Desalination is a process whereby seawater can be converted into a usable water resource for human consumption, irrigation and industrial needs. In desalination seawater salts are removed to attain approximately 0.5 grams of salt per liter of drinking water.
The term “water” refers to varying natural dilutions that range from very fine mountain spring waters containing 0.2 grams of salt per liter, to seawater, which contains as much as 35 grams of salt per liter. Water for human consumption should neither have more than one gram per liter, nor should it be distilled water. Water with an extremely low salt content is not convenient either. Desalination can be performed through different techniques such as distillation, freezing, instantaneous evaporation or hydrate formation, but reverse osmosis is presently the most widely used method.
Reverse osmosis desalinators have a very simple mode of operation. The desalinator is placed near the sea, and pipes are used to absorb seawater and carry it to a number of channels where sand and impurities are removed by means of filters and chemicals. This is followed by desalination by reverse osmosis. Osmosis is a natural phenomenon of living cells whereby two solutions of differing concentrations will tend to equal their concentrations across a semi-permeable membrane, shifting from the most diluted solution to the most concentrated one, until a balance is attained.
Reverse osmosis consists in applying pressure to the more concentrated solution so as to obtain a larger amount of the diluted solution, i.e., the salt-free solution in our case. To do this we need a turbine-driven feed pump capable of exerting considerable pressure on the membrane, so as to enable salt separation on membrane racks and thus hydrogen bridge breaking and salt crystal reduction.
Two products emerge after water has gone through the membranes:
Salt water is returned to the pump to enable recovery of part of the energy used in desalination, and is then poured back into the sea, usually in areas with considerable water motion, such as a jetty, so that it may mix well with seawater and so as to prevent residual salt from causing environmental damage.
Drinking water is sent to a storage facility where minerals are added to make it more amenable to irrigation and to improve its quality for human consumption in accordance with Health Authority regulations.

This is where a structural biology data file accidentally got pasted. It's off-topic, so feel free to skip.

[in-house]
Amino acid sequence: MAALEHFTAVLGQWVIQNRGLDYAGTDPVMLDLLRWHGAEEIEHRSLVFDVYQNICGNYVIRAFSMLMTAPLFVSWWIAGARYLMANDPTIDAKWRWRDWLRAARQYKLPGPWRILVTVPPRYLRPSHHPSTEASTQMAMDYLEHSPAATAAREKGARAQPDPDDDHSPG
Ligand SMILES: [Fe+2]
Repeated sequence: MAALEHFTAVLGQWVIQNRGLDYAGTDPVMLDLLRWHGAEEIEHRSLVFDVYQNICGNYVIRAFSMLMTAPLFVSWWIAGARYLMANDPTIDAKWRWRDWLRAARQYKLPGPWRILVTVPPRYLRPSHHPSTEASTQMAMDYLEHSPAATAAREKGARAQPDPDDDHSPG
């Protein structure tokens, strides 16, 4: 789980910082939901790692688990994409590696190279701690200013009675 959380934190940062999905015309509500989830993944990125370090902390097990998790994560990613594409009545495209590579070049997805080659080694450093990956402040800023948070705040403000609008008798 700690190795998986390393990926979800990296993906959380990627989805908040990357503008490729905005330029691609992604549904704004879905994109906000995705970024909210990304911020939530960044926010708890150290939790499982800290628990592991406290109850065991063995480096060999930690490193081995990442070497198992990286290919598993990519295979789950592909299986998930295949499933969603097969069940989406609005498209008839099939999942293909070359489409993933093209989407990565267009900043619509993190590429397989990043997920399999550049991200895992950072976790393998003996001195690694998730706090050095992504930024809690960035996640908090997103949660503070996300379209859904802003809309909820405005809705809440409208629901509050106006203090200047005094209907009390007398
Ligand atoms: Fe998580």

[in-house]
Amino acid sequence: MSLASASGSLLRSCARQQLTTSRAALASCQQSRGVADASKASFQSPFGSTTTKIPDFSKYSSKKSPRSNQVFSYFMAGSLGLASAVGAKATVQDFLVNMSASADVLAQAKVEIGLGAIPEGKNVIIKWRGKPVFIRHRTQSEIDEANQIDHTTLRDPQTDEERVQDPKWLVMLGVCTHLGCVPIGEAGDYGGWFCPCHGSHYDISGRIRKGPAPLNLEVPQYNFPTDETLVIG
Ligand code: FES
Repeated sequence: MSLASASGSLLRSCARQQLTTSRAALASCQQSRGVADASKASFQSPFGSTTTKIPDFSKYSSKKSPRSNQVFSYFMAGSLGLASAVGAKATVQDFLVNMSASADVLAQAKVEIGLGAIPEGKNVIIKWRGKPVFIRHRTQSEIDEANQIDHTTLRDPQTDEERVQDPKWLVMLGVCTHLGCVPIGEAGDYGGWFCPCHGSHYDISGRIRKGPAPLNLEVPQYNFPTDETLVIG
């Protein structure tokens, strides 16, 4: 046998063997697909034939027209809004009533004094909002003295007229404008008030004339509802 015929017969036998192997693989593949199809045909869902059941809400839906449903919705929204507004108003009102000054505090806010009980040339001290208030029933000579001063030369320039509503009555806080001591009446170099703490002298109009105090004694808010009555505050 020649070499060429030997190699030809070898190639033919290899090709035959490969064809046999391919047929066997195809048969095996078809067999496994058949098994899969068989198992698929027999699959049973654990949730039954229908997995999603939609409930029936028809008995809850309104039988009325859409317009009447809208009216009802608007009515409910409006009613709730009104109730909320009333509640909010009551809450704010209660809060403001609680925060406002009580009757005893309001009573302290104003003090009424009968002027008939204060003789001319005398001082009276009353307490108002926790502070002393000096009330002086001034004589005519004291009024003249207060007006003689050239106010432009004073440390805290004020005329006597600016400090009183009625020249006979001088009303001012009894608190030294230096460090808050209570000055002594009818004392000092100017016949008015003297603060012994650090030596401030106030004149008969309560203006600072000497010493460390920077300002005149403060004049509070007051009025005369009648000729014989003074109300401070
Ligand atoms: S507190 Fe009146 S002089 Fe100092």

A large number of serious water shortage problems have been solved thanks to desalination. Currently over 24 million cubic meters of desalinated water are produced every day worldwide, enough to cater to the water needs of more than 120 million inhabitants.
The geography of desalination is widespread across the globe and is particularly significant in countries such as Saudi Arabia, the United Arab Emirates and the US, as well as in Europe and more particularly Spain, where desalination has been used since the 1970s in the Canary Islands first, the Balearic Islands and the Peninsula later, and Ceuta and Melilla more recently. Desalination in Spain amounts to approximately 1,200,000 m3/day, with 700,000 m3/day pertaining to seawater and 500,000 m3/day corresponding to groundwater.
Water purification consists in removing all impurities from water, so that the resulting water may be reused for industrial and agricultural purposes. Given its usefulness, this approach to water treatment is widespread across Spain.
The purification process begins with the arrival of the wastewater to the treatment plant, where, first, water is passed through a number of filters designed to remove all waste substances so that subsequent purification processes may be carried out successfully.
Then in a series of pools (decanters and reactors) detritus are separated by physical and biological means. The resulting sludge is absorbed and taken to treatment plants where they are transformed into fertilizers.
At the end of the process the water is ready for its agricultural and industrial reuse.